The abolition of capitalism and the emergence of full communism will inevitably lead to new forms of celebration. It will take some time for this new culture to flourish. You may have ideas of your own, and I encourage you to do what you like—a big part of full communism is doing whatever you think is best. I simply wish to share some of my favorite celebrations that will take place under the new regime.
On each Bank Holiday, children are asked to perform certain collective chores. In exchange, they receive souvenirs of old bank notes or coins. Storytellers recount folktales to kids about how people used to have to work for money, as opposed to working only because they felt like helping. After these spooky stories, children have a special feast in memory of class society.
At the start of Border Week, each city is divided into color-coded districts. You are expected to wear purple in the purple sector, for instance, and blue in the blue sector. These colors represent different countries, which people now believe were once like families that were angry at other families. If you are a purple person and you wander into the blue sector, people will gently tease you and tell you that you belong elsewhere. No one takes it too seriously. At the end of Border Week, everyone gathers for big feasts to celebrate the end of borders.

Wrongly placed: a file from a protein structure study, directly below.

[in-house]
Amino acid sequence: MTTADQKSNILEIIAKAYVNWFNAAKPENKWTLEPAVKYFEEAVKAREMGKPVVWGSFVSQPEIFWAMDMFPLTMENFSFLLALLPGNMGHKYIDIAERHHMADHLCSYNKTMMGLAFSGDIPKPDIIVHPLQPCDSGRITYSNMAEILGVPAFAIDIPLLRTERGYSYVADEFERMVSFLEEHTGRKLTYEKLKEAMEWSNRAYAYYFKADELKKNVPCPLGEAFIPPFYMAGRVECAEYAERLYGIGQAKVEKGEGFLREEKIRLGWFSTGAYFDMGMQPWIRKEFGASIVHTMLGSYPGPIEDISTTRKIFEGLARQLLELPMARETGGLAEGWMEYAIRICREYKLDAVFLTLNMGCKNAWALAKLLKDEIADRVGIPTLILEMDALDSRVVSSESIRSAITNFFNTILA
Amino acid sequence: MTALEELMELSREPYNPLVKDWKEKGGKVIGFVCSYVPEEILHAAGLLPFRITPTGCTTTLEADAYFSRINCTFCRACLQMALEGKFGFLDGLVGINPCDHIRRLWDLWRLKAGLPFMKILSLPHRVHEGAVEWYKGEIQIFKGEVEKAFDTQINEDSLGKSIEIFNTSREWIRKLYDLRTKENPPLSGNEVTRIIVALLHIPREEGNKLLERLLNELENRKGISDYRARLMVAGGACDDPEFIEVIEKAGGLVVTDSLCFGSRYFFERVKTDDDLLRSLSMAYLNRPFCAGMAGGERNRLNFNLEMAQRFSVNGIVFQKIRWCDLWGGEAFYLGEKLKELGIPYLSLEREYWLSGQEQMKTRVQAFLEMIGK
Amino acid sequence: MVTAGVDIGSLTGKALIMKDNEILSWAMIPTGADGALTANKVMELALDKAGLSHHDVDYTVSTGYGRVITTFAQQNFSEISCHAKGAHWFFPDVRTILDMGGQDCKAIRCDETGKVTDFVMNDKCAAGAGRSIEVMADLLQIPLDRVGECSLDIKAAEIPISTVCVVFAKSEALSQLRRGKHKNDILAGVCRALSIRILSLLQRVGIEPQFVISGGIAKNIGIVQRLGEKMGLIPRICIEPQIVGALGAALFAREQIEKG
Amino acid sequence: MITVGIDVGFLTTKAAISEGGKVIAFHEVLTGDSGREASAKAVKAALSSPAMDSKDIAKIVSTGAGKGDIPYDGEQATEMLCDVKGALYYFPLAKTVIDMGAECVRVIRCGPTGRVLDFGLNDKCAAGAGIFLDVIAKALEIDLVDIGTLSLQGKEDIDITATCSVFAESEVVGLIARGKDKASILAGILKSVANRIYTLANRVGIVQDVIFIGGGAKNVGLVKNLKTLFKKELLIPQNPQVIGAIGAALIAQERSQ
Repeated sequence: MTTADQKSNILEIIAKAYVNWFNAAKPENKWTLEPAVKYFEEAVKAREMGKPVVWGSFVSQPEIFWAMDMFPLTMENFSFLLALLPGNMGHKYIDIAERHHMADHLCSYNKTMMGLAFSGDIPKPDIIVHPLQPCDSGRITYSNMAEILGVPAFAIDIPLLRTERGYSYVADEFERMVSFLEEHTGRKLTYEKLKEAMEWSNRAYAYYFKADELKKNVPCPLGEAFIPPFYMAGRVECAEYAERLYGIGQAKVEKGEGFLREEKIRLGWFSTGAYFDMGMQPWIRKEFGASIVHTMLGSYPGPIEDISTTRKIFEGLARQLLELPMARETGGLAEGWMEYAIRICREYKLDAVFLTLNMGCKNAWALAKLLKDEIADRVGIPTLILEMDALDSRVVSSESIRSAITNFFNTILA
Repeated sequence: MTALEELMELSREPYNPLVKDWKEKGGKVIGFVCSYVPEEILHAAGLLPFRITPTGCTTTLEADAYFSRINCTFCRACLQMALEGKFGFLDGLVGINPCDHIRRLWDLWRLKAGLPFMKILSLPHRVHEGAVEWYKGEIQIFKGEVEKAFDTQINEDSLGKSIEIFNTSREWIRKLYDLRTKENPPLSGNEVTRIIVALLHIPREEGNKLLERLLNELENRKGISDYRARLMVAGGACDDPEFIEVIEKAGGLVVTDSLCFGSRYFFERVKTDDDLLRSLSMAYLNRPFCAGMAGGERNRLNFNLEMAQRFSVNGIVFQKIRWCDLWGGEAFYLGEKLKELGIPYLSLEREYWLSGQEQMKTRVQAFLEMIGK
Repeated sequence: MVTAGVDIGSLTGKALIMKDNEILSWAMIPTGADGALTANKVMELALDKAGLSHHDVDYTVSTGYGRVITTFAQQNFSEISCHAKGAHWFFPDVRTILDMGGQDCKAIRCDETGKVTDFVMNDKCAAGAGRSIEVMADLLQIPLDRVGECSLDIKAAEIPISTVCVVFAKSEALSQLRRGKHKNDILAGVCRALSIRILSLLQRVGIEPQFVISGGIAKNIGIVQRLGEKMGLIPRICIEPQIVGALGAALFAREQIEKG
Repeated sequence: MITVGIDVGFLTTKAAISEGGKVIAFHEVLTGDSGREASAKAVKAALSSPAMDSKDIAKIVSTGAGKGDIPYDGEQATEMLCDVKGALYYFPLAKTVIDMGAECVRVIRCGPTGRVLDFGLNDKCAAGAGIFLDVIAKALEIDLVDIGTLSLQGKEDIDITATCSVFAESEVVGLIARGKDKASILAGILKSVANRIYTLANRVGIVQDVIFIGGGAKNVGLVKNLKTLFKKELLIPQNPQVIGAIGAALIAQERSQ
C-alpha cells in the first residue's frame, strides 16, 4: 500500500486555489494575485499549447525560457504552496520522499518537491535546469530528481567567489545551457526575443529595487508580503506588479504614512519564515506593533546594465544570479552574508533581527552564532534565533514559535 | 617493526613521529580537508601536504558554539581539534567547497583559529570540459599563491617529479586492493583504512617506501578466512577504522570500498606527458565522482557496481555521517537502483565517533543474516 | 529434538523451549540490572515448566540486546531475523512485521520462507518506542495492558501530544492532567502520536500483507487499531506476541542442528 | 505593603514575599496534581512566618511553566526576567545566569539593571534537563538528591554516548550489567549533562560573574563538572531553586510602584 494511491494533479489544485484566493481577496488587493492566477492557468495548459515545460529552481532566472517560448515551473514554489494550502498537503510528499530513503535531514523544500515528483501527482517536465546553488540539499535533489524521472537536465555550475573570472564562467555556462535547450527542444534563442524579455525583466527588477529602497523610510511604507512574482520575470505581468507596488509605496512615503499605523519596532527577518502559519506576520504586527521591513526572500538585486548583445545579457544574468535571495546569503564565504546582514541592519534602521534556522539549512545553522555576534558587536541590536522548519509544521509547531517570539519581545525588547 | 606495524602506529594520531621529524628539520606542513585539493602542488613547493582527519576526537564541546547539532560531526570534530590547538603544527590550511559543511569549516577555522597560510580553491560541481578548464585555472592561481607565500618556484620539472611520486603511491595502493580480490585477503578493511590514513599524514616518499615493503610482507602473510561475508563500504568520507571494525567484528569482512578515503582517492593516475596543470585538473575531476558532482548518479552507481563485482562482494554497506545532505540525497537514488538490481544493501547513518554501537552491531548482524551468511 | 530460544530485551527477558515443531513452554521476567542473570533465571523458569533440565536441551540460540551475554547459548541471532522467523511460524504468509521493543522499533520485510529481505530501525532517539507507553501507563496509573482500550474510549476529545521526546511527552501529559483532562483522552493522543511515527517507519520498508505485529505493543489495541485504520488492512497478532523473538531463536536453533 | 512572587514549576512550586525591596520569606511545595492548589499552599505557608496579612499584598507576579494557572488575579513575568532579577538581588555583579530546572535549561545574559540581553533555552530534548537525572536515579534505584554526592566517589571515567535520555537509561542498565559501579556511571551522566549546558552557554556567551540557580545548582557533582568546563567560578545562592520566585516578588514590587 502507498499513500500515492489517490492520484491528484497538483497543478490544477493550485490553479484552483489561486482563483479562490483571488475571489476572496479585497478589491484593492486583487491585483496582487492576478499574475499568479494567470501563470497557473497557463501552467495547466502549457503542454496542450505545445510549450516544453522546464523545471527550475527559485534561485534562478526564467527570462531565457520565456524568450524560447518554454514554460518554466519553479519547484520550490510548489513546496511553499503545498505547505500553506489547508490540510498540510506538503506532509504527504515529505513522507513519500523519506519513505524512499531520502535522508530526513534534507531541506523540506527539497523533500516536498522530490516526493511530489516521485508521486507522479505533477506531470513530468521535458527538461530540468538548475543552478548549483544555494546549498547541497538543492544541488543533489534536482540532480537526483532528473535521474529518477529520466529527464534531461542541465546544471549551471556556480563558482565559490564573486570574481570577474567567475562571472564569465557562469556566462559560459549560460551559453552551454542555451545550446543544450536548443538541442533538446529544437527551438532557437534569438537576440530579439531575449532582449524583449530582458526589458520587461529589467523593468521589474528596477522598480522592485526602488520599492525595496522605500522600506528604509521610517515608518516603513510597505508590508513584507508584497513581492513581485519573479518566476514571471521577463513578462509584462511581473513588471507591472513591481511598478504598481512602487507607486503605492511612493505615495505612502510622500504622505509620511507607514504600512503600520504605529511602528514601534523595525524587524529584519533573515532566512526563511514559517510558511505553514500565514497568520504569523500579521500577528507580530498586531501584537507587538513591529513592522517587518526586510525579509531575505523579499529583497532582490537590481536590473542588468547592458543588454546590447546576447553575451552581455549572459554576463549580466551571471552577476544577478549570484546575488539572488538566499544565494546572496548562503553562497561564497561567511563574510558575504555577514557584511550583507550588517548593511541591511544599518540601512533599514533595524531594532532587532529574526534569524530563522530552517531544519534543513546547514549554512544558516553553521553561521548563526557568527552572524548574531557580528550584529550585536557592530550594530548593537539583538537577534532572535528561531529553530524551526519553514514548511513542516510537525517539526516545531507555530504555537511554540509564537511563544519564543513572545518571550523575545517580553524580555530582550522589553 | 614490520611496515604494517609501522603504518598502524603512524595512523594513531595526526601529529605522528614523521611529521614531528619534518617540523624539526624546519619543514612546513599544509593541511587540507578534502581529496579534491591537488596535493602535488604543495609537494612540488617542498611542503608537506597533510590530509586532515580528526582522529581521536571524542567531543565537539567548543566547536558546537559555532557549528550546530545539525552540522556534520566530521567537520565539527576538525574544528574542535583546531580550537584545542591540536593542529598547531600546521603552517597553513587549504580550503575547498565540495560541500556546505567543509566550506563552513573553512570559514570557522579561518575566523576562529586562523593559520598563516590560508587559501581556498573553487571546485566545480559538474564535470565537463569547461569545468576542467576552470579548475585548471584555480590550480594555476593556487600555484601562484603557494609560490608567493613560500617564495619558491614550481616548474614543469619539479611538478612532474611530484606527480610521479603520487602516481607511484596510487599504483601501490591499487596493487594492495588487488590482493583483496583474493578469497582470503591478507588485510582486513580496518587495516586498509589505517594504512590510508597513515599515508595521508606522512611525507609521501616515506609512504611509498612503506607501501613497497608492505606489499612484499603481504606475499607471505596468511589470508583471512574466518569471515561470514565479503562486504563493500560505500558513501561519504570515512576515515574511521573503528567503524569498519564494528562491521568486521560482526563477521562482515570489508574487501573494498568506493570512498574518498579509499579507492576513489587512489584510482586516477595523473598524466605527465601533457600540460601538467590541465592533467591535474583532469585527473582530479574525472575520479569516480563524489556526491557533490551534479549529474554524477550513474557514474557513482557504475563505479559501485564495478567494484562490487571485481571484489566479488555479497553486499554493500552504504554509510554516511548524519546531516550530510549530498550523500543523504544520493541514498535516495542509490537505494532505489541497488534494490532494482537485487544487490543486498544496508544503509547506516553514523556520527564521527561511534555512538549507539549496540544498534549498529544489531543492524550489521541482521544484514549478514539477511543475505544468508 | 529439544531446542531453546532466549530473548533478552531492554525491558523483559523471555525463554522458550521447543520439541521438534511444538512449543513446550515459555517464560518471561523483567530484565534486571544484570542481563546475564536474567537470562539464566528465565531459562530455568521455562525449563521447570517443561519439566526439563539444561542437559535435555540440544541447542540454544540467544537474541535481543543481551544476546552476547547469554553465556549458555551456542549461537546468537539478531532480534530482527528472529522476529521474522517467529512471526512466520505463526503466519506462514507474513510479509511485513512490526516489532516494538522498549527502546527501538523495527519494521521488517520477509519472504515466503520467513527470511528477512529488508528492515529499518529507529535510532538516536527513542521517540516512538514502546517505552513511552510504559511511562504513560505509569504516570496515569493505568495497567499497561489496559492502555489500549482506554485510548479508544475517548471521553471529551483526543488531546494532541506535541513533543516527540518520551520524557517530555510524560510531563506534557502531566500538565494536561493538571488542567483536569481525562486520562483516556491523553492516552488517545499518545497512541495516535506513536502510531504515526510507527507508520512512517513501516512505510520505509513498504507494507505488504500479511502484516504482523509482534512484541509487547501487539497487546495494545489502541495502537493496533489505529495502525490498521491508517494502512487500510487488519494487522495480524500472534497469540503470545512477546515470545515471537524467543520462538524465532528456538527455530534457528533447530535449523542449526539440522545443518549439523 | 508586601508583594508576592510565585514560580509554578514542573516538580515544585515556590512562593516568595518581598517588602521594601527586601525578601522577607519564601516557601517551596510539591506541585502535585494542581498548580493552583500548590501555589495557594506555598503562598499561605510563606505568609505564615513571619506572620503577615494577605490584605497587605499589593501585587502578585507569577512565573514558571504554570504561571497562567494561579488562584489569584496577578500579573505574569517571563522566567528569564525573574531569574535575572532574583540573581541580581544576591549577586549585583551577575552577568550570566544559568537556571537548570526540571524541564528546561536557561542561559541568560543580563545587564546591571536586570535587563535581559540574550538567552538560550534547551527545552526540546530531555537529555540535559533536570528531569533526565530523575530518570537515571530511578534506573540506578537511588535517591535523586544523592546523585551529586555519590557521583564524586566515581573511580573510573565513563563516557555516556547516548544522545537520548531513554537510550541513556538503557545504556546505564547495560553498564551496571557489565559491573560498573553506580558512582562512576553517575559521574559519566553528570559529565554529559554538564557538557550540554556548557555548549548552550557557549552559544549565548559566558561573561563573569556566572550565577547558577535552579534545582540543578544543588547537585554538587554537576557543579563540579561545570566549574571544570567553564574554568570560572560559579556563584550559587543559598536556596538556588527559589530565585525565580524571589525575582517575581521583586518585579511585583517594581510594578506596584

At the start of one month, all the children in a city can vote for which of their friends will go to Children’s Parliament. In an old government building, these kid representatives dress up like politicians and make some funny laws. The laws are things such as: “All grown-ups must bow before any child they see on the street.” Adults who refuse to follow the laws for that month are teased and called bad sports.
In the lead up to Work Week, friends make elaborate preparations to avoid doing any chores for the duration of the holiday. For seven days, most people simply lounge and play. Complicated contraptions, usually involving conveyer belts, are set in motion to provide a mobile buffet. If I’m lucky enough to live in full communism as an old man, I am most looking forward to Work Week.
On Memorial Day, society takes a moment to pause and remember the horrors of war. No one living in full communism remembers war, however, so the whole thing is fairly confusing. War seems to have involved punching others out of anger, or something like that. Except they fought with tools and vehicles. It’s all a bit strange. It seems respectful to hold Memorial Day anyway, although no one is quite sure why.